Every weekday, SI’s Chris Mannix will check-in with his Bubble Bits, a quick hit on something notable from inside the NBA’s campus
LAKE BUENA VISTA, Fla.—One by one, Jazz players trickled into the interview rooms on Tuesday night, a devastated look on their faces. A Game 7 loss to Denver came down to a wild sequence in the closing seconds that began with a Donovan Mitchell turnover and continued with a bizarre Nuggets fast break before finishing with a Mike Conley three-pointer that rimmed out. Just like that, Utah was going home.
“To be honest, I [was] in shock," Mitchell said. "That was it. You work so hard to get to a point that we got to, and we were this close. We were down, we came back, and fought and clawed. … This will be on my mind for a long time.”
Losing is never easy, and the sting is undoubtedly sharper when you allow a 3–1 series lead to get away from you, as Utah did. Still: The Jazz played well in the bubble and go into the offseason with a lot to build on.
An obvious positive: The relationship between Mitchell and Rudy Gobert has been rebuilt. Team sources have described the vibe between the two stars as “great” these last two months. Both seemed to have moved past the drama that unfolded last March, when Mitchell and Gobert tested positive for COVID-19, with Gobert admitting to recklessness when it came to the coronavirus. The two have never been best friends, but by all accounts, Utah’s two cornerstones are in a good place.
That’s significant. Mitchell, 23, was a monster against Denver, averaging 36.3 points per game. “This is me scratching the surface,” Mitchell said. Against Nikola Jokic, Gobert, 28, averaged 17 points and 11.4 rebounds. He had 19 points and 18 boards in Game 7, at times playing like a man possessed in the second half. “We want more,” Gobert said. “We started something. We just have to finish it.”
Seeing the Mitchell-Gobert relationship solidified is great news for the Jazz, which could make a significant financial investment in both this offseason. Mitchell is extension eligible, and that’s an easy one: Mitchell is a max contract player, and he will get a five-year, $155 million to $160 million contract. There are some salary cap gymnastics the Jazz can do that may delay Mitchell getting the deal until next summer, but he isn’t going anywhere.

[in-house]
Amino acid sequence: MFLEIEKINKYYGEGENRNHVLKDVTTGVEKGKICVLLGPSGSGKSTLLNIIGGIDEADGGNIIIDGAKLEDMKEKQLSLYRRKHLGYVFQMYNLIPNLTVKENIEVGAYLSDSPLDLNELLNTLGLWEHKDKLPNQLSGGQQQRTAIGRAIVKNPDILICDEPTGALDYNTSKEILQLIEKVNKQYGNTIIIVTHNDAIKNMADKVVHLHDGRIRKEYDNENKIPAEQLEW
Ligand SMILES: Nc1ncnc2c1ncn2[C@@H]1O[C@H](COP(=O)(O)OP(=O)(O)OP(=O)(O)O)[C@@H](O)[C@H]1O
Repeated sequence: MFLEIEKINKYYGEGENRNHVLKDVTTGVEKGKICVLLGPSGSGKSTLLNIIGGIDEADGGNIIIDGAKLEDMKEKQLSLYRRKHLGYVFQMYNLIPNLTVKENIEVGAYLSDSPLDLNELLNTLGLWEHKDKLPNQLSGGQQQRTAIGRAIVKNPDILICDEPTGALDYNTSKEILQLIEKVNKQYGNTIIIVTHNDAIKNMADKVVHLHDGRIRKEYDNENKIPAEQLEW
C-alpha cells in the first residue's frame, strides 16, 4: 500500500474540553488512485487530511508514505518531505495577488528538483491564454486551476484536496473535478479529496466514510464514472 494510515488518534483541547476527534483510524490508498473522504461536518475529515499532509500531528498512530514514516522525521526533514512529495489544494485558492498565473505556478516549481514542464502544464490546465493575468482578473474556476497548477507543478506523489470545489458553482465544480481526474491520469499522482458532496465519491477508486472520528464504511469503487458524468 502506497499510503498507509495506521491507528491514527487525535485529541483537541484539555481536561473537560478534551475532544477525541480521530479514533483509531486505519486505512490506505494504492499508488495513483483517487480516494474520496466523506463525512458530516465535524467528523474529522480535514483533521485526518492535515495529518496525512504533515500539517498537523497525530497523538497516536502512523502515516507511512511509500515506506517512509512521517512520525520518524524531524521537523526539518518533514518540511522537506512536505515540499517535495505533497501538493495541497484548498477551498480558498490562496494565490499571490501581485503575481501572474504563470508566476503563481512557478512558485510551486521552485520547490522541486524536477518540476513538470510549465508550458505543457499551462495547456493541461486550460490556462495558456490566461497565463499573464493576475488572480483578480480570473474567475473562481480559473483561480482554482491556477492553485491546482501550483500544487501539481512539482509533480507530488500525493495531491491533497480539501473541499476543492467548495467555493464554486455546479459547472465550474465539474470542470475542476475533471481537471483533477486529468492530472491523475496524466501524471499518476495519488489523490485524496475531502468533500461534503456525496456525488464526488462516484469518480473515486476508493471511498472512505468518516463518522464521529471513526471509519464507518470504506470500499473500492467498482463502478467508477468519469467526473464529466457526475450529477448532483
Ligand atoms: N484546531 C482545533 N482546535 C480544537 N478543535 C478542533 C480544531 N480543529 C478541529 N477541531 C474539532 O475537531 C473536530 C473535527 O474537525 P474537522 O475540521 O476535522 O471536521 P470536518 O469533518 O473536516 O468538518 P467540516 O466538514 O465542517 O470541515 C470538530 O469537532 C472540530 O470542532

Gobert is more complicated. He’s entering his prime, continues to improve offensively and is arguably the most intimidating defensive player in the game. What’s that worth? It won’t be the $200 million-plus super max extension, that’s for sure. Can Gobert and the Jazz agree on a four- or five-year extension that satisfies both sides? Gobert could decide to roll the dice and hit free agency in 2021, when after the dust settles on the pursuit of Giannis Antetokounmpo there could be money to spend. But it’s a risk, especially when a $30 million per year extension will likely be on the table.
Beyond that … that Jazz don’t have many major decisions. Bojan Bogdanovic will return, and Utah sorely missed his 20-points per game. Conley is likely to opt into the final year of his contract, which will pay him $34.5 million. The Jazz would like to keep Jordan Clarkson, an unrestricted free agent who proved to be a valuable contributor off the bench. The opportunity to upgrade comes in the form of salary exceptions ($9.3 million and $3.6 million) and the No. 23 pick in the upcoming draft.
Are the Jazz championship level? Not yet, but internal development alone could get them there. And after the team seemed on the verge of collapse last March, that’s not a bad way to end a season.